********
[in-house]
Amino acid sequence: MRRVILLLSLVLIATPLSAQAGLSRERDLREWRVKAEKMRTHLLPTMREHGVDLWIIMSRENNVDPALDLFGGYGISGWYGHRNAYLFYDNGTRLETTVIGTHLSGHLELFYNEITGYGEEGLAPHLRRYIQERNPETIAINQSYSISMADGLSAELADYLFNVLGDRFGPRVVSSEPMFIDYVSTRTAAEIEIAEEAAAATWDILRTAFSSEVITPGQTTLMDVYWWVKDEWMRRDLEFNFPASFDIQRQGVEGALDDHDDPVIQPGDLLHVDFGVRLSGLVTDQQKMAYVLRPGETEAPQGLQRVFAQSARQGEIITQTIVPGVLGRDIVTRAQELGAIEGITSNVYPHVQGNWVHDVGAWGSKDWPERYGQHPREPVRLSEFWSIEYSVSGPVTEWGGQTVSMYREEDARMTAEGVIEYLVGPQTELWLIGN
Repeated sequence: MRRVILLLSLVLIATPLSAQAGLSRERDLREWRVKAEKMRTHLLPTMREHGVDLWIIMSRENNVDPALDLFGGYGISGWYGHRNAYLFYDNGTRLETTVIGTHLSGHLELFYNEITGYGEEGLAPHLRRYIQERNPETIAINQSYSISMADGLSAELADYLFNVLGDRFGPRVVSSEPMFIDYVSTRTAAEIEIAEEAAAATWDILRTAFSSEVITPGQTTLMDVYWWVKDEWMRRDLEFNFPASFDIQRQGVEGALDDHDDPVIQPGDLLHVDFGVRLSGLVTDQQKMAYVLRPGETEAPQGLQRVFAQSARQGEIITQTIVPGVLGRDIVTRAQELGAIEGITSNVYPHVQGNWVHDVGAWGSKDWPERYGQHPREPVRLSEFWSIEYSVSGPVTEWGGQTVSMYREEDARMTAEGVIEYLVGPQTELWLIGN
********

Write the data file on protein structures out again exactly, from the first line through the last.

[in-house]
Amino acid sequence: MRRVILLLSLVLIATPLSAQAGLSRERDLREWRVKAEKMRTHLLPTMREHGVDLWIIMSRENNVDPALDLFGGYGISGWYGHRNAYLFYDNGTRLETTVIGTHLSGHLELFYNEITGYGEEGLAPHLRRYIQERNPETIAINQSYSISMADGLSAELADYLFNVLGDRFGPRVVSSEPMFIDYVSTRTAAEIEIAEEAAAATWDILRTAFSSEVITPGQTTLMDVYWWVKDEWMRRDLEFNFPASFDIQRQGVEGALDDHDDPVIQPGDLLHVDFGVRLSGLVTDQQKMAYVLRPGETEAPQGLQRVFAQSARQGEIITQTIVPGVLGRDIVTRAQELGAIEGITSNVYPHVQGNWVHDVGAWGSKDWPERYGQHPREPVRLSEFWSIEYSVSGPVTEWGGQTVSMYREEDARMTAEGVIEYLVGPQTELWLIGN
Repeated sequence: MRRVILLLSLVLIATPLSAQAGLSRERDLREWRVKAEKMRTHLLPTMREHGVDLWIIMSRENNVDPALDLFGGYGISGWYGHRNAYLFYDNGTRLETTVIGTHLSGHLELFYNEITGYGEEGLAPHLRRYIQERNPETIAINQSYSISMADGLSAELADYLFNVLGDRFGPRVVSSEPMFIDYVSTRTAAEIEIAEEAAAATWDILRTAFSSEVITPGQTTLMDVYWWVKDEWMRRDLEFNFPASFDIQRQGVEGALDDHDDPVIQPGDLLHVDFGVRLSGLVTDQQKMAYVLRPGETEAPQGLQRVFAQSARQGEIITQTIVPGVLGRDIVTRAQELGAIEGITSNVYPHVQGNWVHDVGAWGSKDWPERYGQHPREPVRLSEFWSIEYSVSGPVTEWGGQTVSMYREEDARMTAEGVIEYLVGPQTELWLIGN